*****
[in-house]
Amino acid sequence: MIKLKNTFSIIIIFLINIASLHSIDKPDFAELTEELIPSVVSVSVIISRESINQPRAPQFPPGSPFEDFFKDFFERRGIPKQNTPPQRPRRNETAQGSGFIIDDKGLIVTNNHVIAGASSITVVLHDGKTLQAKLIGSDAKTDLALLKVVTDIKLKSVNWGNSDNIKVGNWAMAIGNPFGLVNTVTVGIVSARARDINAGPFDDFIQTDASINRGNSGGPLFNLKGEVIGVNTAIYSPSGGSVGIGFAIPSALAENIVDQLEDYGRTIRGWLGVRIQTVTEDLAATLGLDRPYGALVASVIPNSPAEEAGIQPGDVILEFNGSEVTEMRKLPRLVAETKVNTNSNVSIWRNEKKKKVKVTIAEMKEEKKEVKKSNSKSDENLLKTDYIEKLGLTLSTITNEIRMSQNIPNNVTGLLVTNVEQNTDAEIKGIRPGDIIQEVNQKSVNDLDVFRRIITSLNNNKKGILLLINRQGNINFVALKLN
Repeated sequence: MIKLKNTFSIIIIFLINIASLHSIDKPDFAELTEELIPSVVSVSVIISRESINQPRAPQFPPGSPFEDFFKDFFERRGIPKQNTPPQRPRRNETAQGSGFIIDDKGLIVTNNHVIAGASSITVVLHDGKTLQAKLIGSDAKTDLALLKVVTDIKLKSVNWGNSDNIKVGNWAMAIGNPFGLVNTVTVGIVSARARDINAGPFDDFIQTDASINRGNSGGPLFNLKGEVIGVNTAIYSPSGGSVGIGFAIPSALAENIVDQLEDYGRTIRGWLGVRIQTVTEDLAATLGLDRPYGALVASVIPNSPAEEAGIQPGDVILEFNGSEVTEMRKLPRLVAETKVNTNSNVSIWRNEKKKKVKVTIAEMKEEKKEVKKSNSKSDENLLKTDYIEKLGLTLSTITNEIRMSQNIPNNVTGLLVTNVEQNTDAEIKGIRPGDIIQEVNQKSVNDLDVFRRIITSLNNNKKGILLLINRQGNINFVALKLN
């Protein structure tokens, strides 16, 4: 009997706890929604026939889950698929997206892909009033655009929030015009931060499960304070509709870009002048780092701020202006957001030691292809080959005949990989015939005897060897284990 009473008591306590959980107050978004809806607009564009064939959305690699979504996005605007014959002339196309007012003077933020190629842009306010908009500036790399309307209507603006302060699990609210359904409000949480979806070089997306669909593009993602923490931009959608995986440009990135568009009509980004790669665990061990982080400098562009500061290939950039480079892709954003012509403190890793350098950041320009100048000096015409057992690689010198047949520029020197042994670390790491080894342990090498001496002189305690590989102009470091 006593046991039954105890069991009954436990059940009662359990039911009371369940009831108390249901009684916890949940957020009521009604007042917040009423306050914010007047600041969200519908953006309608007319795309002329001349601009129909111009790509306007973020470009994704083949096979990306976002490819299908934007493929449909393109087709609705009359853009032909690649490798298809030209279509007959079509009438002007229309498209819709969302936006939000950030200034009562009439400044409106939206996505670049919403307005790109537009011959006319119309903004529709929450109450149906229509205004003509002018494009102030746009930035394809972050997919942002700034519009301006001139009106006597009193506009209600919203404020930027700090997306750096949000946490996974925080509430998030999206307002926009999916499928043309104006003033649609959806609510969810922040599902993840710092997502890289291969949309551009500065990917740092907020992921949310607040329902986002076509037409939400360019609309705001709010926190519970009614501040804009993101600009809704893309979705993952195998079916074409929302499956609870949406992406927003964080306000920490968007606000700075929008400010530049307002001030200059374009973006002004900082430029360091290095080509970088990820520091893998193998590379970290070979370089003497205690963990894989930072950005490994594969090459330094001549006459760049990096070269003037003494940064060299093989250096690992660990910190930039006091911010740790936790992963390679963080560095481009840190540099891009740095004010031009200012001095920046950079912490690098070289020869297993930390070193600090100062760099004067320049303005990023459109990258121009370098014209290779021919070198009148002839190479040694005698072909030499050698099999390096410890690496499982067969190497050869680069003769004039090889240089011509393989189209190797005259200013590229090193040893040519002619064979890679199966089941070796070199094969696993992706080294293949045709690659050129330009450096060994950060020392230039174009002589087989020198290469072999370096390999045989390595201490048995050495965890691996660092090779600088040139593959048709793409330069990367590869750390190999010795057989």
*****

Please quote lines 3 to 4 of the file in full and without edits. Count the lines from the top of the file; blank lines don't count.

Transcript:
Repeated sequence: MIKLKNTFSIIIIFLINIASLHSIDKPDFAELTEELIPSVVSVSVIISRESINQPRAPQFPPGSPFEDFFKDFFERRGIPKQNTPPQRPRRNETAQGSGFIIDDKGLIVTNNHVIAGASSITVVLHDGKTLQAKLIGSDAKTDLALLKVVTDIKLKSVNWGNSDNIKVGNWAMAIGNPFGLVNTVTVGIVSARARDINAGPFDDFIQTDASINRGNSGGPLFNLKGEVIGVNTAIYSPSGGSVGIGFAIPSALAENIVDQLEDYGRTIRGWLGVRIQTVTEDLAATLGLDRPYGALVASVIPNSPAEEAGIQPGDVILEFNGSEVTEMRKLPRLVAETKVNTNSNVSIWRNEKKKKVKVTIAEMKEEKKEVKKSNSKSDENLLKTDYIEKLGLTLSTITNEIRMSQNIPNNVTGLLVTNVEQNTDAEIKGIRPGDIIQEVNQKSVNDLDVFRRIITSLNNNKKGILLLINRQGNINFVALKLN
């Protein structure tokens, strides 16, 4: 009997706890929604026939889950698929997206892909009033655009929030015009931060499960304070509709870009002048780092701020202006957001030691292809080959005949990989015939005897060897284990 009473008591306590959980107050978004809806607009564009064939959305690699979504996005605007014959002339196309007012003077933020190629842009306010908009500036790399309307209507603006302060699990609210359904409000949480979806070089997306669909593009993602923490931009959608995986440009990135568009009509980004790669665990061990982080400098562009500061290939950039480079892709954003012509403190890793350098950041320009100048000096015409057992690689010198047949520029020197042994670390790491080894342990090498001496002189305690590989102009470091 006593046991039954105890069991009954436990059940009662359990039911009371369940009831108390249901009684916890949940957020009521009604007042917040009423306050914010007047600041969200519908953006309608007319795309002329001349601009129909111009790509306007973020470009994704083949096979990306976002490819299908934007493929449909393109087709609705009359853009032909690649490798298809030209279509007959079509009438002007229309498209819709969302936006939000950030200034009562009439400044409106939206996505670049919403307005790109537009011959006319119309903004529709929450109450149906229509205004003509002018494009102030746009930035394809972050997919942002700034519009301006001139009106006597009193506009209600919203404020930027700090997306750096949000946490996974925080509430998030999206307002926009999916499928043309104006003033649609959806609510969810922040599902993840710092997502890289291969949309551009500065990917740092907020992921949310607040329902986002076509037409939400360019609309705001709010926190519970009614501040804009993101600009809704893309979705993952195998079916074409929302499956609870949406992406927003964080306000920490968007606000700075929008400010530049307002001030200059374009973006002004900082430029360091290095080509970088990820520091893998193998590379970290070979370089003497205690963990894989930072950005490994594969090459330094001549006459760049990096070269003037003494940064060299093989250096690992660990910190930039006091911010740790936790992963390679963080560095481009840190540099891009740095004010031009200012001095920046950079912490690098070289020869297993930390070193600090100062760099004067320049303005990023459109990258121009370098014209290779021919070198009148002839190479040694005698072909030499050698099999390096410890690496499982067969190497050869680069003769004039090889240089011509393989189209190797005259200013590229090193040893040519002619064979890679199966089941070796070199094969696993992706080294293949045709690659050129330009450096060994950060020392230039174009002589087989020198290469072999370096390999045989390595201490048995050495965890691996660092090779600088040139593959048709793409330069990367590869750390190999010795057989």